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THE CURRENT General Education program has strayed from its original intentions. The idea of a well-rounded, liberal arts program has been perverted by a proliferation of upper and lower level Gen Ed offerings. Departmental bypasses have further eroded the liberal arts concept.
There seem to be two substantive ways in which the program could be reformed. A stiff core curriculum could be introduced or all requirements could be abolished. The task force on core curriculum chose the first course. It proposed this past fall that all students should be required to pick one course out of eight offered in biology, physics, math, nonwestern cultures, modern social analysis and political and moral philosophy, and one out of 12 in western culture. Other recommendations include the abolition of the language requirement and continuation of an expository writing requirement.
In defense of this strict curriculum the task force claims that students need the guidance that requirements would give them. The report says these requirements are necessary to insure that all students are exposed to those significant intellectual skills and elements of culture that, given free choice, they might well neglect and later regret having done so.
But most students who arrive at Harvard have the capacity to recognize courses that will aid their intellectual growth. The College can advise all student that a strong Gen Ed background is valuable and important. Nothing more is necessary other than the implementation of a much stronger advisory system. If students are forced into taking these courses they will probably make little attempt to learn from the subject matter.
A better solution to the dilemma posed by the confusing mass of Gen Ed requirements is to set up a totally free elective program which would eliminate the language and expository writing requirements. In its place the Faculty should offer a core of non-required courses that will serve as a basic introduction to certain subjects. The Faculty can insure that students have the option of choosing a complete general education. But students who feel they have learned enough in some areas need not enroll.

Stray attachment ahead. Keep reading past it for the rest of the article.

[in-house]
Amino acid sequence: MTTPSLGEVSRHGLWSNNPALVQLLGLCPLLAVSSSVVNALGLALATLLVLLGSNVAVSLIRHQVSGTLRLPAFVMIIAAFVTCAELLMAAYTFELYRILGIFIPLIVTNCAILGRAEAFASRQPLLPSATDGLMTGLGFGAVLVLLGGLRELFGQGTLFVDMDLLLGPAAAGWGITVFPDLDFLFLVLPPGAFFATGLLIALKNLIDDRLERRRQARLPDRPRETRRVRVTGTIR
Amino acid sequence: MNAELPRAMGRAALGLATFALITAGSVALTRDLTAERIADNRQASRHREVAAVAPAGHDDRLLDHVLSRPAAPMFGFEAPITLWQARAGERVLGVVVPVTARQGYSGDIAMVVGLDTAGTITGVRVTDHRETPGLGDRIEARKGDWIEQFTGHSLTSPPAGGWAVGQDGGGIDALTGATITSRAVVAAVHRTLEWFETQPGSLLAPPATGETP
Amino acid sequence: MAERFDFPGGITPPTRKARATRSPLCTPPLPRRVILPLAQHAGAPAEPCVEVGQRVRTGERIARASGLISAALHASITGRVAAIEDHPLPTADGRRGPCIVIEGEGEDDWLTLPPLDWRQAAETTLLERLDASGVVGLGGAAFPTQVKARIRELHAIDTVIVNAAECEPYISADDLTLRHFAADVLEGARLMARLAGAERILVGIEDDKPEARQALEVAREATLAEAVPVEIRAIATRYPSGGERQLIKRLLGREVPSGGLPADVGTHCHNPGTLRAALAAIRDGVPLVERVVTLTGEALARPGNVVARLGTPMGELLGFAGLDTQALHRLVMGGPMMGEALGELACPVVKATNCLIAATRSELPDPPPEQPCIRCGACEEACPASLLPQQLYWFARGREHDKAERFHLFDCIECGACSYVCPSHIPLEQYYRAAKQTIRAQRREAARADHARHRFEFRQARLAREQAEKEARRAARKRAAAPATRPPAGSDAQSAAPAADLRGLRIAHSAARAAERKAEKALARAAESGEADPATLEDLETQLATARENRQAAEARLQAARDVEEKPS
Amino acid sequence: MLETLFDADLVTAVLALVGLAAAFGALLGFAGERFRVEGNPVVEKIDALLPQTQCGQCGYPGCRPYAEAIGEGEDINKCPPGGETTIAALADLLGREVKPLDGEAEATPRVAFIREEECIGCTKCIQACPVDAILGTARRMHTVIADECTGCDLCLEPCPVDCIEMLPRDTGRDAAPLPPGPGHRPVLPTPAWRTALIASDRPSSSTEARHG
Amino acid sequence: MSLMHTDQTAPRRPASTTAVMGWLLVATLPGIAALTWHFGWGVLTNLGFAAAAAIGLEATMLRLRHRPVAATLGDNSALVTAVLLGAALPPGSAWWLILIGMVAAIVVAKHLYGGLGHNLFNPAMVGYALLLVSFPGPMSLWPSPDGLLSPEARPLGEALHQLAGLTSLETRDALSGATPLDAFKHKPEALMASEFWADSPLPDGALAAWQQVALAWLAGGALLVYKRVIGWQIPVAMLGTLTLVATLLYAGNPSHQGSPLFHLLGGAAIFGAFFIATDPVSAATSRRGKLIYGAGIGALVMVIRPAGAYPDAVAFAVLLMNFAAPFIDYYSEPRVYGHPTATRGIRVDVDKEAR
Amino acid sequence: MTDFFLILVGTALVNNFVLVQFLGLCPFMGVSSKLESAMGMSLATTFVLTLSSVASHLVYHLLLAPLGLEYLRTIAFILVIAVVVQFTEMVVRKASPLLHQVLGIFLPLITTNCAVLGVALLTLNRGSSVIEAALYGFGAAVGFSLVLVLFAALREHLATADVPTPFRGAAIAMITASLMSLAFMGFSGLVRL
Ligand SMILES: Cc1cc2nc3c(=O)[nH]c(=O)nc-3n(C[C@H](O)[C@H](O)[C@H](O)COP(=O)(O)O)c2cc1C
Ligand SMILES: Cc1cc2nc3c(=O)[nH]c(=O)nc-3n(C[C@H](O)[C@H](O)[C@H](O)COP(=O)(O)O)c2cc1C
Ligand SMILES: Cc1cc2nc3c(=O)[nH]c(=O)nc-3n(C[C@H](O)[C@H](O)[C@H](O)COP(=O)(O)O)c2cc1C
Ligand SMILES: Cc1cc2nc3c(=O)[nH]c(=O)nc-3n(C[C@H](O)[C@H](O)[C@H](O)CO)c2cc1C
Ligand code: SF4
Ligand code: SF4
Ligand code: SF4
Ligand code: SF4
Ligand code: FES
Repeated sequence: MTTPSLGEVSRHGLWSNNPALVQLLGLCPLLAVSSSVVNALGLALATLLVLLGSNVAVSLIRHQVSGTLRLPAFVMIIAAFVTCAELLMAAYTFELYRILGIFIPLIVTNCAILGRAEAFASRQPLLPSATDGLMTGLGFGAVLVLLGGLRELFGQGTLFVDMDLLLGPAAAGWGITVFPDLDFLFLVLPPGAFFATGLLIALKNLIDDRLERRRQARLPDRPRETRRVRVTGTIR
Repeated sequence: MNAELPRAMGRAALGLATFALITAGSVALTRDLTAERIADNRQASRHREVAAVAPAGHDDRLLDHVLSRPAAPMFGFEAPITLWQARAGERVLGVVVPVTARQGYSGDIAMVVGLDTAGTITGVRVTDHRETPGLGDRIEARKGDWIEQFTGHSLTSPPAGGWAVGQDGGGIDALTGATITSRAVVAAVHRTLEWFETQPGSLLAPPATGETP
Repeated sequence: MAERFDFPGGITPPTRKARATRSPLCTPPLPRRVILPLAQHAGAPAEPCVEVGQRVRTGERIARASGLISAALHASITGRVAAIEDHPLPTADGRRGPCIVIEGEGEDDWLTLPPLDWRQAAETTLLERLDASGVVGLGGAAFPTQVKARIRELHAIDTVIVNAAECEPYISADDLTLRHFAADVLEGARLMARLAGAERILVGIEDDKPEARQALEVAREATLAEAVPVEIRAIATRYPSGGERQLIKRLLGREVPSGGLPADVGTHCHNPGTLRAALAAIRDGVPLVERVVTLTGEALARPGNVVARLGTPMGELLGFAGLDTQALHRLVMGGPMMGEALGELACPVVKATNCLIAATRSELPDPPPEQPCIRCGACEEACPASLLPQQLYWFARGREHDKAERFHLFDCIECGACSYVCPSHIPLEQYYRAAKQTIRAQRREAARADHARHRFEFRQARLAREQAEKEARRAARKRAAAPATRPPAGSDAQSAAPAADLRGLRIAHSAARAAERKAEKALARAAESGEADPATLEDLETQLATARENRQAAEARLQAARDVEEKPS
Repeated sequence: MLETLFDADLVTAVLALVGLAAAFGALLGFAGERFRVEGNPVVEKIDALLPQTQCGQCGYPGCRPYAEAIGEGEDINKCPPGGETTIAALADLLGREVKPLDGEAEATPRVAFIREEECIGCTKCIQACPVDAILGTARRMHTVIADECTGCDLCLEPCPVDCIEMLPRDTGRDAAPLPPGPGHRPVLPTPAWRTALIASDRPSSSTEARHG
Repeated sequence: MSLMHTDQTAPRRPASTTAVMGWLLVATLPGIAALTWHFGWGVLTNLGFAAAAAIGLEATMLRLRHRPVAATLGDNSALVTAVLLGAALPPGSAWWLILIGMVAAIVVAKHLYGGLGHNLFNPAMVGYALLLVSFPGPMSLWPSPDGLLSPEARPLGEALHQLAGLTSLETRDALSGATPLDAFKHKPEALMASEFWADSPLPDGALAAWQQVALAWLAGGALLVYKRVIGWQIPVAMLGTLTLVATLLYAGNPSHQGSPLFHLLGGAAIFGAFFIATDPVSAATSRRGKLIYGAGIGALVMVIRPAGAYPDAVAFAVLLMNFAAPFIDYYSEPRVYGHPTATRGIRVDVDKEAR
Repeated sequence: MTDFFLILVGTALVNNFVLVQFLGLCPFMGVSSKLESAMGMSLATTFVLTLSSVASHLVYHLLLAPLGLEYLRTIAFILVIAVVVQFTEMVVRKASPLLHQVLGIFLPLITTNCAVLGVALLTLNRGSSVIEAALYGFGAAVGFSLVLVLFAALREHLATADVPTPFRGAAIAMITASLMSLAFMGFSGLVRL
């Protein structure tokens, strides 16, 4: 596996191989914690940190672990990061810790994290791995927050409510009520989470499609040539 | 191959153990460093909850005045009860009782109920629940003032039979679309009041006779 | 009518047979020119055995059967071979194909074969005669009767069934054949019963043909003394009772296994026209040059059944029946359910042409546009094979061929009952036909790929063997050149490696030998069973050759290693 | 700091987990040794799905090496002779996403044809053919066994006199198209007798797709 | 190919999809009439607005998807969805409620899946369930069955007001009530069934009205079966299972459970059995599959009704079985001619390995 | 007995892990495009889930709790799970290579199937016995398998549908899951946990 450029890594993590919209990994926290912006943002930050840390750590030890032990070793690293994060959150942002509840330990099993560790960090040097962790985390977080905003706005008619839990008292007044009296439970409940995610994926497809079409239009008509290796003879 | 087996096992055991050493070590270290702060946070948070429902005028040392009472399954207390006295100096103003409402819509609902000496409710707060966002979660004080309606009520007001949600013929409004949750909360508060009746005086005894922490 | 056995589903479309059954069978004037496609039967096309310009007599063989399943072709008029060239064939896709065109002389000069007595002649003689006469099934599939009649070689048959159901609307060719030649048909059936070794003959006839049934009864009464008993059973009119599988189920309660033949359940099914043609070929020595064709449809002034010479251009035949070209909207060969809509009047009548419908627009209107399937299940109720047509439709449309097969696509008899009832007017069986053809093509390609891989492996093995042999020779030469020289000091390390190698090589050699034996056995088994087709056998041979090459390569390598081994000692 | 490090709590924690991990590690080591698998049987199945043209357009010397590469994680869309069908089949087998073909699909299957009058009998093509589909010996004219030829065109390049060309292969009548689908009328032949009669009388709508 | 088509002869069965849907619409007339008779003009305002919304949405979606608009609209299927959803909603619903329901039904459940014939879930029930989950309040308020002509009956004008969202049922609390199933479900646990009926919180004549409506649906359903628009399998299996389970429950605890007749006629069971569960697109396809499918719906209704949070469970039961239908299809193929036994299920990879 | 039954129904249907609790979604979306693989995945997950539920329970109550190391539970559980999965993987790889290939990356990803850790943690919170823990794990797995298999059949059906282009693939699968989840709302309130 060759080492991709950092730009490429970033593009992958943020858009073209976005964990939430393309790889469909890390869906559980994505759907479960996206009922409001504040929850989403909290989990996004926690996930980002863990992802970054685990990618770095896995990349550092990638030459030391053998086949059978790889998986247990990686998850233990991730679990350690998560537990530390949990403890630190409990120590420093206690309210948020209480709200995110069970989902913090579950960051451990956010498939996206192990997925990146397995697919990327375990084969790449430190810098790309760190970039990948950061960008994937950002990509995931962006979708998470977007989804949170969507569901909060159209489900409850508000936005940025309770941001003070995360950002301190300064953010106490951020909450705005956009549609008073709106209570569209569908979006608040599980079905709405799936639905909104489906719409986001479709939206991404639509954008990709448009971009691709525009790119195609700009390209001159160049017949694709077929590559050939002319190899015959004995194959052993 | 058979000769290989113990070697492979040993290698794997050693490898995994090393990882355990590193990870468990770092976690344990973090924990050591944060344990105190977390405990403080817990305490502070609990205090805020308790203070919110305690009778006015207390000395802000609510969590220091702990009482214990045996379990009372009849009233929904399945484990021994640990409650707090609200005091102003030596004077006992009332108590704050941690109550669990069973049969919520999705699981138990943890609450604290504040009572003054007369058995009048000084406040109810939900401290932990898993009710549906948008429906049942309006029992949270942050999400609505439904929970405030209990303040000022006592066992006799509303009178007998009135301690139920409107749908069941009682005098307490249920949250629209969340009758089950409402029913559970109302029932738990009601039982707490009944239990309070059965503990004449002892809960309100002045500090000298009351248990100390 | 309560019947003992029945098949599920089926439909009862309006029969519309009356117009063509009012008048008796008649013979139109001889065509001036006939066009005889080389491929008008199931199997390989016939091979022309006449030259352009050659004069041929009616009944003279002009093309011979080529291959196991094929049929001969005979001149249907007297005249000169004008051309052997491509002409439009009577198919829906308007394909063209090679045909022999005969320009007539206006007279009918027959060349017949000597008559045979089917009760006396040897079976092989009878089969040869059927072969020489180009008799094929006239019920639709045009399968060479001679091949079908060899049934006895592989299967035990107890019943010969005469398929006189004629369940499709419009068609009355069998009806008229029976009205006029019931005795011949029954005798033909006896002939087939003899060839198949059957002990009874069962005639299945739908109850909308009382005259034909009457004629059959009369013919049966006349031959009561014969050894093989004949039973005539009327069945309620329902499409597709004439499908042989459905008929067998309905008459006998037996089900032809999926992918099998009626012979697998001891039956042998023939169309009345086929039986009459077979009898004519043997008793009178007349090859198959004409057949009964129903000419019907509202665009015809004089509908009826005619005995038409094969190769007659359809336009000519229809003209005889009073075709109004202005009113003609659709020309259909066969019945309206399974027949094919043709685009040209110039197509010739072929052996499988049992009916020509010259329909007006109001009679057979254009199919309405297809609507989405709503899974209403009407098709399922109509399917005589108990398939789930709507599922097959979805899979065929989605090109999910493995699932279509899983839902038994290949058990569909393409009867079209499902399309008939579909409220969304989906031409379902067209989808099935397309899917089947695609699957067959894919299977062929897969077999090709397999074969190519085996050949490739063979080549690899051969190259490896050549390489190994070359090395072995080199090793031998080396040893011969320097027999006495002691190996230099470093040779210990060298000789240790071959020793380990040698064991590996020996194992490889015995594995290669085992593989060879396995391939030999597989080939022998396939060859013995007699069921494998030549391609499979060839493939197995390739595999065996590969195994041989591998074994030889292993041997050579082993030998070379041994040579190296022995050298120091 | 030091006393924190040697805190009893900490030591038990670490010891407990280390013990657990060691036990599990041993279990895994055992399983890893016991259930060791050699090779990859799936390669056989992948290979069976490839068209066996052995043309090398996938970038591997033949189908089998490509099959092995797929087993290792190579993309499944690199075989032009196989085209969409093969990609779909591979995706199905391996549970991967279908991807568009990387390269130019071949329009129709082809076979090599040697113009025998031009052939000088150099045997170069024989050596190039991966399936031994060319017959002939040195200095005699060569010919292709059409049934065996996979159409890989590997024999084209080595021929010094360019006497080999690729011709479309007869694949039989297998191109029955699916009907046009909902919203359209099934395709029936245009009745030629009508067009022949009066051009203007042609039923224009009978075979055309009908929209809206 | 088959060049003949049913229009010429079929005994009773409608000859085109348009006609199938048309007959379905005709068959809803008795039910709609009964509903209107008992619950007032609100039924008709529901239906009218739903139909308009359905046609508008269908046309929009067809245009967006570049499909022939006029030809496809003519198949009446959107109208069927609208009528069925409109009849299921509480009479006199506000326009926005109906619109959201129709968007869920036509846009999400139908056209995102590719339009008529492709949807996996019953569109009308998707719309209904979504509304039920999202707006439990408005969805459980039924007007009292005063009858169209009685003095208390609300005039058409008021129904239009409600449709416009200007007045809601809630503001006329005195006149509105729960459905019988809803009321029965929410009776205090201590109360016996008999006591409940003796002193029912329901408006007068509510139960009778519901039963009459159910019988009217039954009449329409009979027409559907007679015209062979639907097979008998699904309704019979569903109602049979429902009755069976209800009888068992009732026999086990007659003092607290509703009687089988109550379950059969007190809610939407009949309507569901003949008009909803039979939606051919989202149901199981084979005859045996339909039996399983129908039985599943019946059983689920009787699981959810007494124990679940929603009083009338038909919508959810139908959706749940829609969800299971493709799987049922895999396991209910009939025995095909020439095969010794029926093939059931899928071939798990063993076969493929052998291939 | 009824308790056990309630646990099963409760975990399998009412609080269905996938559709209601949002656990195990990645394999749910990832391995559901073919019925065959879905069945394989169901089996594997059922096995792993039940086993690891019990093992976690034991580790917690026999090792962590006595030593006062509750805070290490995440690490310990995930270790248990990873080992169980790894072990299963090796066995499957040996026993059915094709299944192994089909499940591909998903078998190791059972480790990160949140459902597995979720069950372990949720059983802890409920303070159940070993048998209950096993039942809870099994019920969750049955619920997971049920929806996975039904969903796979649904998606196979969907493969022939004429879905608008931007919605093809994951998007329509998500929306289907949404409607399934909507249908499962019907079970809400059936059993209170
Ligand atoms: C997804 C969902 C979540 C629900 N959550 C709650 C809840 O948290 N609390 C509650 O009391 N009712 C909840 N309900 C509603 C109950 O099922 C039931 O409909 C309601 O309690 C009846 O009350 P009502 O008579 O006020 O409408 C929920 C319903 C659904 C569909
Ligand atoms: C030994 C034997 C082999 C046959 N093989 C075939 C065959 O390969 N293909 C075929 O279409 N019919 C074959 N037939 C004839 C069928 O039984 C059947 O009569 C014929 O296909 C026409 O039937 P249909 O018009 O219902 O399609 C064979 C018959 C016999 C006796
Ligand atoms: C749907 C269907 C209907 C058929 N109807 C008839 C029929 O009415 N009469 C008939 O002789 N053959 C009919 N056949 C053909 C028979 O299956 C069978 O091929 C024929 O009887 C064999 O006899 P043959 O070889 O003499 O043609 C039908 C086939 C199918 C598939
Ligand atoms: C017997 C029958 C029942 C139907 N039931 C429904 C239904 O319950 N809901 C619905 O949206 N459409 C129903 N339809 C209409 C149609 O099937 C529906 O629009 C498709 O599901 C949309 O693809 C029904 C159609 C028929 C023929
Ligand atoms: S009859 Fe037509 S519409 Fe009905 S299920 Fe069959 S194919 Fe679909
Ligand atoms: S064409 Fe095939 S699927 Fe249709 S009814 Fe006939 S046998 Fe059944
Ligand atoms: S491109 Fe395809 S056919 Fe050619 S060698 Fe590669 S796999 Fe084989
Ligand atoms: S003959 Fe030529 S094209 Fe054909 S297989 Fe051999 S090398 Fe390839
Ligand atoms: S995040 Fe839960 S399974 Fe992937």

The most valuable learning experiences for both teachers and students come from courses that can withstand the test of student interest. Requirements can force students to take courses that they will not like and may not learn from. Courses that naturally attract students' interest and attention will provide a far more meaningful experience.
A much larger problem than the debate over requirements involves the role of the Faculty itself. An undergraduate education will become more valuable only after the Faculty commits itself to teaching basic introductory courses. The dean should insist that these courses be taught and devise an incentive system for professors to teach them. The task force recommended the easy way out by requiring students to take a core curriculum. The more difficult but better recommendation would be to get Faculty members to offer a liberal arts curriculum with courses in many different basic subjects that all students would find attractive.
In early May, the Faculty endorsed the underlying principle that the task force on the core curriculum expounded in its report--the need for more stringent non-concentration requirements for undergraduates. However, it voted to carry on consideration of a substantive "core program" within the framework of a five-area format that the Faculty Council proposed, rather than the Wilson committee's eight-area plan. Over the summer, two Faculty members will draw up an agenda for hammering out a detailed curriculum proposal in each of the five areas. But everyone involved in the core curriculum debate, especially Wilson and the members of his committee, insists that the five-area format is still only tentative, and that the Faculty might move back to a core program closely resembling the task force plan.
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